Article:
In the middle of the night, after finishing my tube rectifier dual socket modification, I prepare some tube rectifier to test the new socket. I think it’s gonna be nice to evaluate the sonic of some rectifiers to 😉

Actually, I have known the winner, although I haven’t compared them one by one on same setup – like this time.

Let’s start with Telefunken RGN 1054 Mesh, the basic or entry level tube rectifier from Telefunken. With the price around US$ 100 or less, this tube is just fine to let you know the special of RGN families. It sounds musical, crisp, and detail. The vocal is nice, although slightly thin. The Mesh Anode version is better in terms of transparency and musicality than the Solid Anode one.

Let’s continue with his bigger brother, Telefunken RGN 2004 Mesh. This one could produce higher current (you can see the red triangle is doubled compared to the 1054). With the current cost nearly US$ 400, the RGN 2004 Mesh provides enough jump in terms of sound quality compared to the RGN 1054. RGN 2004 sounds even more musical, even sweeter vocal, very improved staging (depth/width), and impressive music separation. Don’t forget to mention the excellent details also. This is the rectifier that makes me enjoy the vocal of Stacey Kent and want to repeat it again and again.

Below is the Valvo G1064. The 1064 has similar specification with 1054, but I think the 1064 is newer. Instead of using the RGN prefix, Valvo uses the G prefix. So we are talking the same between RGN 1064 or G1064. When comparing with Telefunken, this Valvo sounds a little bit thicker in vocal, slightly less details, but still on the level of “more than enough”. They are very good as entry level tube rectifier, especially for you who want to “try” the RGN series.

The Solid Anode version of Valvo G1064. Less detail and less transparency. But at fraction of the cost compared with the Mesh version, this is quite nice as a spare tube rectifier.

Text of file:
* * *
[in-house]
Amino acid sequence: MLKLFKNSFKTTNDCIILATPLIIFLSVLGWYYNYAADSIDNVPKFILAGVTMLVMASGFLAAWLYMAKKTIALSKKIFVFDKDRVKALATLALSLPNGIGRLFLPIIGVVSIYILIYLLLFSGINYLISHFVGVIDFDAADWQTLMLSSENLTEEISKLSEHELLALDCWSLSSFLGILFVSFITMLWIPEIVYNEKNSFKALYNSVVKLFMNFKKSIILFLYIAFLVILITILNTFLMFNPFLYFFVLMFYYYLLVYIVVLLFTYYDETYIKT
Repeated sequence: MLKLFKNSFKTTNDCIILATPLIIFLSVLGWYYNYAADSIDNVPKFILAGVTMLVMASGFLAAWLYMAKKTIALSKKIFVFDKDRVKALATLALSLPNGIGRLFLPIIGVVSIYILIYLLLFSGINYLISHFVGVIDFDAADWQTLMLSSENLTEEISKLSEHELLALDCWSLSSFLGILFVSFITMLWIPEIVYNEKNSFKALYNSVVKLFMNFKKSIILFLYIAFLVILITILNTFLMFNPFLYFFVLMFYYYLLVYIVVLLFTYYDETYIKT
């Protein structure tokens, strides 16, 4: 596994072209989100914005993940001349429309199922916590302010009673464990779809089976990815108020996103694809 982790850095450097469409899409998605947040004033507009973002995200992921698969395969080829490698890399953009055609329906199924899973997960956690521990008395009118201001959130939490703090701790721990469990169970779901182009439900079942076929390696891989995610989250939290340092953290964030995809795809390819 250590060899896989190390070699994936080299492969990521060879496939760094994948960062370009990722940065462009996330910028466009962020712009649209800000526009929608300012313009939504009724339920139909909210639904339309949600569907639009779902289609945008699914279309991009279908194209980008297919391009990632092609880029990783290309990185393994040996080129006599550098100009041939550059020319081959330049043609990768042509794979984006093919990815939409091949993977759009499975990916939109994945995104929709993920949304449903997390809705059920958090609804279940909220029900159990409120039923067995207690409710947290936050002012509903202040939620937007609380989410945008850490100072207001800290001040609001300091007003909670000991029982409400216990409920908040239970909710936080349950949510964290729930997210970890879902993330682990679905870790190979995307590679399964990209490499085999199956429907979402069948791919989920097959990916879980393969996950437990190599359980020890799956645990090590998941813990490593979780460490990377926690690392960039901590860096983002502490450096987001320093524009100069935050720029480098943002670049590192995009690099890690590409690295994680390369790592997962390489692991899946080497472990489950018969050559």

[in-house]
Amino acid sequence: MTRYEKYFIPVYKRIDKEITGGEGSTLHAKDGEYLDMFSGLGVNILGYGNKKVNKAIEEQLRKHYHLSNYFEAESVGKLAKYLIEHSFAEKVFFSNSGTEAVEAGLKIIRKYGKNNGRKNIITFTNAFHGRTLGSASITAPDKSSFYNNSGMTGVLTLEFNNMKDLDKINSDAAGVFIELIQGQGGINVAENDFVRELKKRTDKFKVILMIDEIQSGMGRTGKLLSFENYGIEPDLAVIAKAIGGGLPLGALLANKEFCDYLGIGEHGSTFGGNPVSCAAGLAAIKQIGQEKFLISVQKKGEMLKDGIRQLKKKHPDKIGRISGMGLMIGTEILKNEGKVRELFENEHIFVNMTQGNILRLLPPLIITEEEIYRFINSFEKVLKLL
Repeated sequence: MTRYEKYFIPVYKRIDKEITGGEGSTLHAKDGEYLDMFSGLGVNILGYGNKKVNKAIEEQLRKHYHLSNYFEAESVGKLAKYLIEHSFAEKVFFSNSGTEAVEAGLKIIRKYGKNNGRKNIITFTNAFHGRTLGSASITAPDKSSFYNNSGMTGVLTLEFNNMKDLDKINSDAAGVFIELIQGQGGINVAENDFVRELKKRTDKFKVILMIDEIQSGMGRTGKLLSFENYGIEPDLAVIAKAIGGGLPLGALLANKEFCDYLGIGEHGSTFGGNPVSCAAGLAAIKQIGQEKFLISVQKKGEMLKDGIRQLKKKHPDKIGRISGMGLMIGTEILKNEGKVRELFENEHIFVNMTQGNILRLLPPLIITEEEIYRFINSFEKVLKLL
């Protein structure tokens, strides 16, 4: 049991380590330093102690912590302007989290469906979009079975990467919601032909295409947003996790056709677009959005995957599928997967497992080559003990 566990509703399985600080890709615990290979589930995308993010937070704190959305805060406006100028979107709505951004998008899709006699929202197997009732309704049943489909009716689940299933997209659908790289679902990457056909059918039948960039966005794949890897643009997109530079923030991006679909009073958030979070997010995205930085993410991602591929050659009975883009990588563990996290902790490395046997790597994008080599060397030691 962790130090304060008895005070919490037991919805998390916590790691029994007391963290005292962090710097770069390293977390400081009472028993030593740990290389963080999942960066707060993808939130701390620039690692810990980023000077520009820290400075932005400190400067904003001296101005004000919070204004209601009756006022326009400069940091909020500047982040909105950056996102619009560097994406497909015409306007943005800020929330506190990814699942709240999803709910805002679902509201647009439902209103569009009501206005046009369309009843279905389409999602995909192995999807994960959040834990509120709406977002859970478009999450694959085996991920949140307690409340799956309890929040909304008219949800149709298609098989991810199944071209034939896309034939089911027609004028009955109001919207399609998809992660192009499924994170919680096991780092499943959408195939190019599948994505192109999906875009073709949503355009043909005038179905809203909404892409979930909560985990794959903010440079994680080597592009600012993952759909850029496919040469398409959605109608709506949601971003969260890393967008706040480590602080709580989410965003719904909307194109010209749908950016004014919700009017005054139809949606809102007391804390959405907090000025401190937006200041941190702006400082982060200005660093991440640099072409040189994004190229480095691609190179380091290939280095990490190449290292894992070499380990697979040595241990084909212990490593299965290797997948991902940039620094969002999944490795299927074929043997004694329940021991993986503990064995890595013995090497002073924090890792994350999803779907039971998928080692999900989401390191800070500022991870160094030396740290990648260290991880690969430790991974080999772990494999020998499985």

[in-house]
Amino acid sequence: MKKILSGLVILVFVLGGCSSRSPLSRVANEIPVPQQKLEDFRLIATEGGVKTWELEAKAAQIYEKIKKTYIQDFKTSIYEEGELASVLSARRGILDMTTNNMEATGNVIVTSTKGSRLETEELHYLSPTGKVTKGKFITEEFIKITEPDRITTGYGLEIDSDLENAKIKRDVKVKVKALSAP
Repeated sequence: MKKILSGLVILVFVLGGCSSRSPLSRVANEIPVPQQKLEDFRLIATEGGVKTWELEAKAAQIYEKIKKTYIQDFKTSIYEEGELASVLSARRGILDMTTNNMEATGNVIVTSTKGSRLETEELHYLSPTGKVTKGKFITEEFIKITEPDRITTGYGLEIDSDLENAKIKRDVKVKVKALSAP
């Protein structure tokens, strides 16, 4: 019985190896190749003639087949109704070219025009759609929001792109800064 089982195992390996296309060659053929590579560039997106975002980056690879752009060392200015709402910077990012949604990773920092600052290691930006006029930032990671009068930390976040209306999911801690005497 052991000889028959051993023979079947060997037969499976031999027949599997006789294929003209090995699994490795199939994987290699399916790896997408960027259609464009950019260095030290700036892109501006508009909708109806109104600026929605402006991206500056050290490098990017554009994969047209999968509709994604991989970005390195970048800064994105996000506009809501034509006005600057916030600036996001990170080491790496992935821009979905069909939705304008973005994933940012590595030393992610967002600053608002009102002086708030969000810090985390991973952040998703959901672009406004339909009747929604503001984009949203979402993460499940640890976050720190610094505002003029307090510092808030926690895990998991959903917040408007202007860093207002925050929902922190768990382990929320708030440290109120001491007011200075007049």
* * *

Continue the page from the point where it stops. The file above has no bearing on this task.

Below is el-cheapo Russian Rectifier 5U4C. You can get it less than US$ 10 each, probably around US$ 5. At this cost, you can’t expect more, but this tube has good tonal balance. Not to thin vocal, adequate detail, and solid bass. Also this is a rock solid rectifier. Ever push it around 2A for several minutes (due to my stupidity putting 100R bleeder instead of 100K), but this tube still last until now. Really a nice tube rectifier for most of common usage.

Another Russian Rectifier, but this one is not really known due to its rarity. It has B4 socket, 4 Volts filament, and over 2A filament current. Probably around 100-150 mA Anode current, but seeing the 6 red triangles, I assume it may have current capacity over 200 mA (so probably on the level of 5U4/5AR4 series). As common Solid Anode rectifier, this tube rectifier doesn’t give impressive detail, but overall the tonal balance is very good and better compared to other Russian Rectifier which I’ve tested.

All these rectifier tubes are tested on my Aikido pre-amp, powered with oversize customer power transformer, VCap-Jensen4pole-ASC (choke loaded) on the power supply, combination of Riken, Shinkoh, Kiwame, and Vishay S102 on the resistor, DACT 100K Stepped Attenuator volume control, Duelund CAST Ag as output coupling, Jensen Copper Foil Aluminum Tube as final Anode supply bypass, 6N1P-6N6P tubes. DIY Speaker with Vifa XT25 and PL18 (Auricap/Alpha Core/Solen/Duelund CAST Resistor inside). Power amplifier IC-based in AB-Class. Duelund 2.0 Rev 2 interconnect, custom DIY interconnect, Synergistic Research speaker cable, Cardas RCA, Shark RCA. All WBT solder on the signal side and most of the supply side.